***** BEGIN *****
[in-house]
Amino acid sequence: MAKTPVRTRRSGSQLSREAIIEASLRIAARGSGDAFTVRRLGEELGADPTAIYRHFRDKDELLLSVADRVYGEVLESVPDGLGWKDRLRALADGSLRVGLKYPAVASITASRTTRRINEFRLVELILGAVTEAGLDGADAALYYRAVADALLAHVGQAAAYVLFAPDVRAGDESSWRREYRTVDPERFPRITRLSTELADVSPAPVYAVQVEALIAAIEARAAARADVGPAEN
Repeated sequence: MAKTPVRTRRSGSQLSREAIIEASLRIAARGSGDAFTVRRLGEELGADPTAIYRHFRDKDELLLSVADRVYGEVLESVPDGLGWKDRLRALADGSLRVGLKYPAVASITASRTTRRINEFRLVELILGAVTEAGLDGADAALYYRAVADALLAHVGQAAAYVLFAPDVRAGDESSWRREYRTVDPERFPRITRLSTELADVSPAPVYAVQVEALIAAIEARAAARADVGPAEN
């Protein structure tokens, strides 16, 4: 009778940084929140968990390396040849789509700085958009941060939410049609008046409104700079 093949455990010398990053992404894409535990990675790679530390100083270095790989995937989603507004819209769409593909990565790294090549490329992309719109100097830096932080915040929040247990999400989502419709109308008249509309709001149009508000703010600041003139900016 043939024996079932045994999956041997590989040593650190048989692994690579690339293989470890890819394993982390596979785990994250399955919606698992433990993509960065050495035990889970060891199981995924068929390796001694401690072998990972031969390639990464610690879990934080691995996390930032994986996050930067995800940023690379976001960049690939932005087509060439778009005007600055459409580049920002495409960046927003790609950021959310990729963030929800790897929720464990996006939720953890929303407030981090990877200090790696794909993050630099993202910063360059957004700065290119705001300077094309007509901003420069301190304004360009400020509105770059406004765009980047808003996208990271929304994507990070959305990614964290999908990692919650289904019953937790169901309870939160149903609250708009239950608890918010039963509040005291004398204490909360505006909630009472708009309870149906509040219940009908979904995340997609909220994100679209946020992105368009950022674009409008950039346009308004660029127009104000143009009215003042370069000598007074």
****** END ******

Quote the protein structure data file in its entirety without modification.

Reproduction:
[in-house]
Amino acid sequence: MAKTPVRTRRSGSQLSREAIIEASLRIAARGSGDAFTVRRLGEELGADPTAIYRHFRDKDELLLSVADRVYGEVLESVPDGLGWKDRLRALADGSLRVGLKYPAVASITASRTTRRINEFRLVELILGAVTEAGLDGADAALYYRAVADALLAHVGQAAAYVLFAPDVRAGDESSWRREYRTVDPERFPRITRLSTELADVSPAPVYAVQVEALIAAIEARAAARADVGPAEN
Repeated sequence: MAKTPVRTRRSGSQLSREAIIEASLRIAARGSGDAFTVRRLGEELGADPTAIYRHFRDKDELLLSVADRVYGEVLESVPDGLGWKDRLRALADGSLRVGLKYPAVASITASRTTRRINEFRLVELILGAVTEAGLDGADAALYYRAVADALLAHVGQAAAYVLFAPDVRAGDESSWRREYRTVDPERFPRITRLSTELADVSPAPVYAVQVEALIAAIEARAAARADVGPAEN
């Protein structure tokens, strides 16, 4: 009778940084929140968990390396040849789509700085958009941060939410049609008046409104700079 093949455990010398990053992404894409535990990675790679530390100083270095790989995937989603507004819209769409593909990565790294090549490329992309719109100097830096932080915040929040247990999400989502419709109308008249509309709001149009508000703010600041003139900016 043939024996079932045994999956041997590989040593650190048989692994690579690339293989470890890819394993982390596979785990994250399955919606698992433990993509960065050495035990889970060891199981995924068929390796001694401690072998990972031969390639990464610690879990934080691995996390930032994986996050930067995800940023690379976001960049690939932005087509060439778009005007600055459409580049920002495409960046927003790609950021959310990729963030929800790897929720464990996006939720953890929303407030981090990877200090790696794909993050630099993202910063360059957004700065290119705001300077094309007509901003420069301190304004360009400020509105770059406004765009980047808003996208990271929304994507990070959305990614964290999908990692919650289904019953937790169901309870939160149903609250708009239950608890918010039963509040005291004398204490909360505006909630009472708009309870149906509040219940009908979904995340997609909220994100679209946020992105368009950022674009409008950039346009308004660029127009104000143009009215003042370069000598007074």